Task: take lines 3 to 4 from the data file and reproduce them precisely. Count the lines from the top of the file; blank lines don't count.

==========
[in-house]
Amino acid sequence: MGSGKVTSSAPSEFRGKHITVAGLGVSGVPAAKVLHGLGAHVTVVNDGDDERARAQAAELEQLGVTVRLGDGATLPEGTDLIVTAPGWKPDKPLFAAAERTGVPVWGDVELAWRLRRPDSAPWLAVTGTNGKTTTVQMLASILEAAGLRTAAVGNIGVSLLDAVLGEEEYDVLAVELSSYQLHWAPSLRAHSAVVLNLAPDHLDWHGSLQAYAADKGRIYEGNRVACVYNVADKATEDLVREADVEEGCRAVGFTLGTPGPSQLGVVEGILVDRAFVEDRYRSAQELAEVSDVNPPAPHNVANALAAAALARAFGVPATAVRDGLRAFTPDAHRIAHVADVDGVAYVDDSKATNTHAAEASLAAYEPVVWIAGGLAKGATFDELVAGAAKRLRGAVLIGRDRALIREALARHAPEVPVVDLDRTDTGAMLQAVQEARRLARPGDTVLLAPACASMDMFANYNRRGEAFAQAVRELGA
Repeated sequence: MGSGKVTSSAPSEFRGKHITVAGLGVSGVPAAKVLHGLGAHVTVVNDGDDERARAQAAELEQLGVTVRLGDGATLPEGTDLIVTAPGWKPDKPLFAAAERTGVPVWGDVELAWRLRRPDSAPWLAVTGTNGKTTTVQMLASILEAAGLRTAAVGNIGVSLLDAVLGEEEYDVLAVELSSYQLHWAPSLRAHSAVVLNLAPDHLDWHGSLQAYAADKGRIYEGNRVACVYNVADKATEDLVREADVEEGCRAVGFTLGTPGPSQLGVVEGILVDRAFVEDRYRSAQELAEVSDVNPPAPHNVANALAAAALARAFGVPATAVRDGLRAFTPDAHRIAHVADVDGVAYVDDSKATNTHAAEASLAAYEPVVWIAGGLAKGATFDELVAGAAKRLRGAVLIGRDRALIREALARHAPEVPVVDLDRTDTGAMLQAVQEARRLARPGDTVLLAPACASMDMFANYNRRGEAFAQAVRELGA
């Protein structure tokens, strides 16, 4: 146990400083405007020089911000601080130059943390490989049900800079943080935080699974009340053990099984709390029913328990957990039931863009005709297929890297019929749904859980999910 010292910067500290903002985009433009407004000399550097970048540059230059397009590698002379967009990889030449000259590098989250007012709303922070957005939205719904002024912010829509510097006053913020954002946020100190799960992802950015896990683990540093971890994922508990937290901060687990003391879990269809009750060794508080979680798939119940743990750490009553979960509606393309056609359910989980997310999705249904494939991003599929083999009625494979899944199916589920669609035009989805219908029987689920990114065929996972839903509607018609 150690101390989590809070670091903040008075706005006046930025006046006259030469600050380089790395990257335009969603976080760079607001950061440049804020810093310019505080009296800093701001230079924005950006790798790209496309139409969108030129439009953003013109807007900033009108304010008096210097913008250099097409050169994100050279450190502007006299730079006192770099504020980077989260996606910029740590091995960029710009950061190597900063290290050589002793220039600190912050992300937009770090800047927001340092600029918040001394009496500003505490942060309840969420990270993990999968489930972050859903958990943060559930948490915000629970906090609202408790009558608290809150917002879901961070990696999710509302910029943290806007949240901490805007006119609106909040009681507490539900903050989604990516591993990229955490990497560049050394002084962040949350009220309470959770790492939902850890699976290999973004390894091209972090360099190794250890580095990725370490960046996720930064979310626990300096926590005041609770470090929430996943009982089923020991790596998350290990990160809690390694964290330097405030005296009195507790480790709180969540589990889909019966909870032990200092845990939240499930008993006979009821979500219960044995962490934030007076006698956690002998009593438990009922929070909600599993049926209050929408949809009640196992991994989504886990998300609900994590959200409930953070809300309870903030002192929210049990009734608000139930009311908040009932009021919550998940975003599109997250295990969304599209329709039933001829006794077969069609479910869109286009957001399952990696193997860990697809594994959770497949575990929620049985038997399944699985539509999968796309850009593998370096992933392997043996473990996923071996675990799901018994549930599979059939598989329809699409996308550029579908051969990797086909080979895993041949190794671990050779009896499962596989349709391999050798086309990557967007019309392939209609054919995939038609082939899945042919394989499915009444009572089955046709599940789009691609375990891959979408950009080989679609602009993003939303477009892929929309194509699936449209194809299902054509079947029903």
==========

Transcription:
Repeated sequence: MGSGKVTSSAPSEFRGKHITVAGLGVSGVPAAKVLHGLGAHVTVVNDGDDERARAQAAELEQLGVTVRLGDGATLPEGTDLIVTAPGWKPDKPLFAAAERTGVPVWGDVELAWRLRRPDSAPWLAVTGTNGKTTTVQMLASILEAAGLRTAAVGNIGVSLLDAVLGEEEYDVLAVELSSYQLHWAPSLRAHSAVVLNLAPDHLDWHGSLQAYAADKGRIYEGNRVACVYNVADKATEDLVREADVEEGCRAVGFTLGTPGPSQLGVVEGILVDRAFVEDRYRSAQELAEVSDVNPPAPHNVANALAAAALARAFGVPATAVRDGLRAFTPDAHRIAHVADVDGVAYVDDSKATNTHAAEASLAAYEPVVWIAGGLAKGATFDELVAGAAKRLRGAVLIGRDRALIREALARHAPEVPVVDLDRTDTGAMLQAVQEARRLARPGDTVLLAPACASMDMFANYNRRGEAFAQAVRELGA
């Protein structure tokens, strides 16, 4: 146990400083405007020089911000601080130059943390490989049900800079943080935080699974009340053990099984709390029913328990957990039931863009005709297929890297019929749904859980999910 010292910067500290903002985009433009407004000399550097970048540059230059397009590698002379967009990889030449000259590098989250007012709303922070957005939205719904002024912010829509510097006053913020954002946020100190799960992802950015896990683990540093971890994922508990937290901060687990003391879990269809009750060794508080979680798939119940743990750490009553979960509606393309056609359910989980997310999705249904494939991003599929083999009625494979899944199916589920669609035009989805219908029987689920990114065929996972839903509607018609 150690101390989590809070670091903040008075706005006046930025006046006259030469600050380089790395990257335009969603976080760079607001950061440049804020810093310019505080009296800093701001230079924005950006790798790209496309139409969108030129439009953003013109807007900033009108304010008096210097913008250099097409050169994100050279450190502007006299730079006192770099504020980077989260996606910029740590091995960029710009950061190597900063290290050589002793220039600190912050992300937009770090800047927001340092600029918040001394009496500003505490942060309840969420990270993990999968489930972050859903958990943060559930948490915000629970906090609202408790009558608290809150917002879901961070990696999710509302910029943290806007949240901490805007006119609106909040009681507490539900903050989604990516591993990229955490990497560049050394002084962040949350009220309470959770790492939902850890699976290999973004390894091209972090360099190794250890580095990725370490960046996720930064979310626990300096926590005041609770470090929430996943009982089923020991790596998350290990990160809690390694964290330097405030005296009195507790480790709180969540589990889909019966909870032990200092845990939240499930008993006979009821979500219960044995962490934030007076006698956690002998009593438990009922929070909600599993049926209050929408949809009640196992991994989504886990998300609900994590959200409930953070809300309870903030002192929210049990009734608000139930009311908040009932009021919550998940975003599109997250295990969304599209329709039933001829006794077969069609479910869109286009957001399952990696193997860990697809594994959770497949575990929620049985038997399944699985539509999968796309850009593998370096992933392997043996473990996923071996675990799901018994549930599979059939598989329809699409996308550029579908051969990797086909080979895993041949190794671990050779009896499962596989349709391999050798086309990557967007019309392939209609054919995939038609082939899945042919394989499915009444009572089955046709599940789009691609375990891959979408950009080989679609602009993003939303477009892929929309194509699936449209194809299902054509079947029903």